U.S. Sens. Chris Murphy and Richard Blumenthal. Ctmirror.org
U.S. Sens. Chris Murphy and Richard Blumenthal.
U.S. Sens. Chris Murphy and Richard Blumenthal Ctmirror.org

Connecticut’s two U.S. senators, Democrats Richard Blumenthal and Chris Murphy, said Tuesday they will attend the inauguration Friday of Donald J. Trump as an endorsement of the peaceful transfer of power, even as they plan to fight many of the Republican president-elect’s policies and cabinet choices.

“The outrages are coming at such a pace as to obscure the gravity of everything that is happening. There’s too much to talk about at this press conference today,” Murphy said at a stop in Hartford with Blumenthal.

The senators identified a class of nominees they intend to oppose: choices intent on dismantling departments and programs in their purview — a Health and Human Services nominee opposed to the Affordable Care Act, a would-be labor secretary critical of wage and hour laws, and an environmental protection candidate hostile to environmental protection.

“How does that happen?” Blumenthal said.

The senators, who supported Hillary Clinton as superdelegates to the Democratic National Convention, where Murphy addressed delegates in favor of gun control, were measured in their first post-election comments about Trump in November. They now talk about a disastrous presidential transition and coming battles.

“I am ready for this fight, as Chris is,” Blumenthal said.

A series of polls show speaking out against Trump hardly makes them outliers: Trump faces taking office Friday with historically low approval ratings, far below his two immediate predecessors, Barack Obama and George W. Bush. Obama took office with 79 percent approval in the Washington Post/ABC poll, which put Trump at 40 percent on Tuesday.

Murphy faces a potentially awkward moment Tuesday night with the man he succeeded in the U.S. Senate: Joseph I. Lieberman is scheduled to introduce Betsy DeVos, the nominee for education secretary, to the Health, Education, Labor, and Pensions Committee at her confirmation hearing. Tom Price, the nominee for Health and Human Services, is up Wednesday.

“Neither of these nominees square with Connecticut values,” said Murphy, a member of the committee. “Here in Connecticut, we value public education. We understand the importance of public education. We do not have a history of for-profit charter schools like they have in Michigan. And Betsy DeVos has some real questions to answer about why she thinks that the transfer of our public schools to for-profit companies is good for kids.”

Murphy said he resents having to vote on DeVos before she is vetted for potential conflicts of interest.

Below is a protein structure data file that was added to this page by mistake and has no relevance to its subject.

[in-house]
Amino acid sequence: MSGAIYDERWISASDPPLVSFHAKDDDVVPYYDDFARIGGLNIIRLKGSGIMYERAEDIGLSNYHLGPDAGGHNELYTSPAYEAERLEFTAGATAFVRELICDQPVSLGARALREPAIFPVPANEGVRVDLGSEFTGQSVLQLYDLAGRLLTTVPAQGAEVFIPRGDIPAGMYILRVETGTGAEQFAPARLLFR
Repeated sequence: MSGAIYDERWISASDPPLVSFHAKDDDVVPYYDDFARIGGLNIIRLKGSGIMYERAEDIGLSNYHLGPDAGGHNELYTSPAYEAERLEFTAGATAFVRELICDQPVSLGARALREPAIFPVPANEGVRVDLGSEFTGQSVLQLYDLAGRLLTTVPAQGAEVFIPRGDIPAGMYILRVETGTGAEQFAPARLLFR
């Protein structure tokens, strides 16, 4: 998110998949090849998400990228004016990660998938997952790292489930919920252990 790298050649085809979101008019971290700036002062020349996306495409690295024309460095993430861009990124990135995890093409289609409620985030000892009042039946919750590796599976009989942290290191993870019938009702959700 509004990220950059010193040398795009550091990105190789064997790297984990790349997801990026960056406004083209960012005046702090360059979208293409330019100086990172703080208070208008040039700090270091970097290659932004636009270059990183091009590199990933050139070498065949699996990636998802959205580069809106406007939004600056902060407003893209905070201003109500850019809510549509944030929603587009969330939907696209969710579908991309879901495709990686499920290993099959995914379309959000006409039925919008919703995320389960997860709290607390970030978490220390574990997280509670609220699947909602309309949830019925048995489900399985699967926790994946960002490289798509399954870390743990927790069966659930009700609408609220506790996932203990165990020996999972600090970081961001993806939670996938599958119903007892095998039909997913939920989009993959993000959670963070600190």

Lieberman has worked on school choice issues with DeVos, a billionaire supporter of Trump from Michigan. But Democrats for Education Reform, a supporter of the charter school movement, was among the groups signing a letter opposing her confirmation.

Blumenthal said he already has a list of nominees he intends to oppose: U.S. Sen. Jeff Sessions as attorney general; Scott Pruitt, a state attorney general who has repeatedly sued the Environmental Protection Agency, as EPA administrator; and Price at Health and Human Services. He also expects to oppose Andrew Puzder, a burger chain executive accused of violating labor laws, as the labor secretary.

“I will very likely vote against Andrew Puzder, because of his vehement opposition to minimum wage and other labor protections that, again, he will have a responsibility to enforce. It is this principle of essentially trying to destroy the agency they have been nominated to head that I think  runs through the set of nominees that we have. ‘

“I think our lists will overlap,”  Murphy said.

He said he has decided to vote against Sessions, Price, Pruitt, Puzder and Rex Tillerson, the Exxon Mobil chief executive Trump nominated as secretary of state.

“I had a very good meeting with Nikki Haley,” said Muphy, who will review the nomination of the South Carolina governor as ambassador to the United Nations as a member of the Foreign Relations Committee.

Murphy said Price promised him in a meeting that no one in Connecticut will lose health care once the Affordable Care Act is repealed, though he did not say how.

“We still have not seen that secret plan,” he said.

Murphy and Blumenthal both praised Trump’s choices of two retired Marine Corps generals: James Mattis as defense secretary and John Kelly as homeland security secretary. The senators opposed the waiver of the seven-year waiting period before a retired military officer can be defense secretary, but they said they will back Mattis confirmation.

Blumenthal said he will support the confirmation of Elaine Chao as transportation secretary.

On Saturday, both senators will either participate or support the women’s protest march in Washington. Blumenthal and his wife, Cynthia, intend to march with Trump protesters. Murphy and his wife, Cathy, are hosting marchers.

Murphy said his wife plans to march with friends; he expects to be watching their young children.

Mark is the Capitol Bureau Chief and a co-founder of CT Mirror. He is a frequent contributor to WNPR, a former state politics writer for The Hartford Courant and Journal Inquirer, and contributor for The New York Times.

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